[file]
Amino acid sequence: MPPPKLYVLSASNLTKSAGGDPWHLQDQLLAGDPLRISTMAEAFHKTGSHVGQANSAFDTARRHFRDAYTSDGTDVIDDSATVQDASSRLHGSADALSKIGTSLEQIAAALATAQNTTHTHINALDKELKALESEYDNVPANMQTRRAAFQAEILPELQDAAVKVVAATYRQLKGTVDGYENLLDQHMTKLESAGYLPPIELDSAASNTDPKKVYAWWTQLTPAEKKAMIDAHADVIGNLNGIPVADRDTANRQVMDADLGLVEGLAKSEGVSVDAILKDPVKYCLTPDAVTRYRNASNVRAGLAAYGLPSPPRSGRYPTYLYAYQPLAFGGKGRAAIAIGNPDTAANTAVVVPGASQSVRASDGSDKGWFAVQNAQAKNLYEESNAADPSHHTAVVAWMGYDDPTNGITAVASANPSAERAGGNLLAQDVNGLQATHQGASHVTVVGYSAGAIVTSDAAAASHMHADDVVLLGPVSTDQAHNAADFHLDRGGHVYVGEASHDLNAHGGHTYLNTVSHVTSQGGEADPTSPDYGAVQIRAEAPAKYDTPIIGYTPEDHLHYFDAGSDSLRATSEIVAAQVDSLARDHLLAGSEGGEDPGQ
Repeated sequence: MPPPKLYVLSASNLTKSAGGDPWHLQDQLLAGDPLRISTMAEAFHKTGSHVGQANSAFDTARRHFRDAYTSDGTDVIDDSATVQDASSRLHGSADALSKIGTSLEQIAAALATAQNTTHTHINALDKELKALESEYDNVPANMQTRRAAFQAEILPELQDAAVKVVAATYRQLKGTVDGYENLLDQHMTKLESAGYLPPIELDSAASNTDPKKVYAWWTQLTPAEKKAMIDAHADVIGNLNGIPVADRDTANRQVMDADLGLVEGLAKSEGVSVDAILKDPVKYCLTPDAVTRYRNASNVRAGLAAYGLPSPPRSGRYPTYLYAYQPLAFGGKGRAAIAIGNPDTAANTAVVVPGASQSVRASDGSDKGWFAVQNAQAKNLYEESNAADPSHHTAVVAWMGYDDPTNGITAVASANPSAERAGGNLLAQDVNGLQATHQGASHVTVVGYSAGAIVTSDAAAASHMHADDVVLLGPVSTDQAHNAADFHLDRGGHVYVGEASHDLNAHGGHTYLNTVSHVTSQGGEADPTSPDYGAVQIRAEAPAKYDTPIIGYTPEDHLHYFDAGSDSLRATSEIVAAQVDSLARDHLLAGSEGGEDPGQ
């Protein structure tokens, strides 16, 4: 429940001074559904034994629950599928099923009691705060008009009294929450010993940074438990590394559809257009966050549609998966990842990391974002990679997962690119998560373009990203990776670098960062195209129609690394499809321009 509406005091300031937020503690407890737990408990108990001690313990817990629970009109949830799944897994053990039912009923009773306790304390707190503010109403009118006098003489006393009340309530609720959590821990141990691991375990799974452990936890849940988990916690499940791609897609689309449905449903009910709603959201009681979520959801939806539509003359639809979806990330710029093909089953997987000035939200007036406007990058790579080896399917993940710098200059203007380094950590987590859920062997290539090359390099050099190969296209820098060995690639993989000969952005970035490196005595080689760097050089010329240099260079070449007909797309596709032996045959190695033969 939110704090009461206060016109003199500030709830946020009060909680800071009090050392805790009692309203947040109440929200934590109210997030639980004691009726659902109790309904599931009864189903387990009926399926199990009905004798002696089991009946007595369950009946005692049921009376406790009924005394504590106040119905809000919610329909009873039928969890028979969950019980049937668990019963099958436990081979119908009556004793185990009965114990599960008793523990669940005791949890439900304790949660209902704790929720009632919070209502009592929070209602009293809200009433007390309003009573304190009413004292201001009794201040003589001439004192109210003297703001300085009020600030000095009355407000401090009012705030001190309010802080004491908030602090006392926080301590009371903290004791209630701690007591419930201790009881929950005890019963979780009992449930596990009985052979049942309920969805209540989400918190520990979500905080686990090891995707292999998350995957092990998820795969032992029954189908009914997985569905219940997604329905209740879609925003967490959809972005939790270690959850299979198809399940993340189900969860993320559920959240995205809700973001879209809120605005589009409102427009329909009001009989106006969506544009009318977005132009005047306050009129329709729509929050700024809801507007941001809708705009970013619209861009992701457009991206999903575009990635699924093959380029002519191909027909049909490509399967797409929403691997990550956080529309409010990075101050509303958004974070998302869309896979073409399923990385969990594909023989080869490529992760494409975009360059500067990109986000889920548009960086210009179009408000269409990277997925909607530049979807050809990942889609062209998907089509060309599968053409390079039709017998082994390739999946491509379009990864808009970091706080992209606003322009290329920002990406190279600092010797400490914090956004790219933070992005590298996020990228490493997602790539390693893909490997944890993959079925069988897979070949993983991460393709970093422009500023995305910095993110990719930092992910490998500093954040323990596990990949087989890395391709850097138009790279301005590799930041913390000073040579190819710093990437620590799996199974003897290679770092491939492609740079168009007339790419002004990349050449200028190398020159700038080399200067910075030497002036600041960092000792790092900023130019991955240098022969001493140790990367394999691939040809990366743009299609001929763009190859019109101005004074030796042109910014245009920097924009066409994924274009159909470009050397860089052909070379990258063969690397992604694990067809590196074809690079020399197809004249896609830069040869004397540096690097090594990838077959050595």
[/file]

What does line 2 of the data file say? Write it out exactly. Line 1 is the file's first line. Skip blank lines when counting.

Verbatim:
Repeated sequence: MPPPKLYVLSASNLTKSAGGDPWHLQDQLLAGDPLRISTMAEAFHKTGSHVGQANSAFDTARRHFRDAYTSDGTDVIDDSATVQDASSRLHGSADALSKIGTSLEQIAAALATAQNTTHTHINALDKELKALESEYDNVPANMQTRRAAFQAEILPELQDAAVKVVAATYRQLKGTVDGYENLLDQHMTKLESAGYLPPIELDSAASNTDPKKVYAWWTQLTPAEKKAMIDAHADVIGNLNGIPVADRDTANRQVMDADLGLVEGLAKSEGVSVDAILKDPVKYCLTPDAVTRYRNASNVRAGLAAYGLPSPPRSGRYPTYLYAYQPLAFGGKGRAAIAIGNPDTAANTAVVVPGASQSVRASDGSDKGWFAVQNAQAKNLYEESNAADPSHHTAVVAWMGYDDPTNGITAVASANPSAERAGGNLLAQDVNGLQATHQGASHVTVVGYSAGAIVTSDAAAASHMHADDVVLLGPVSTDQAHNAADFHLDRGGHVYVGEASHDLNAHGGHTYLNTVSHVTSQGGEADPTSPDYGAVQIRAEAPAKYDTPIIGYTPEDHLHYFDAGSDSLRATSEIVAAQVDSLARDHLLAGSEGGEDPGQ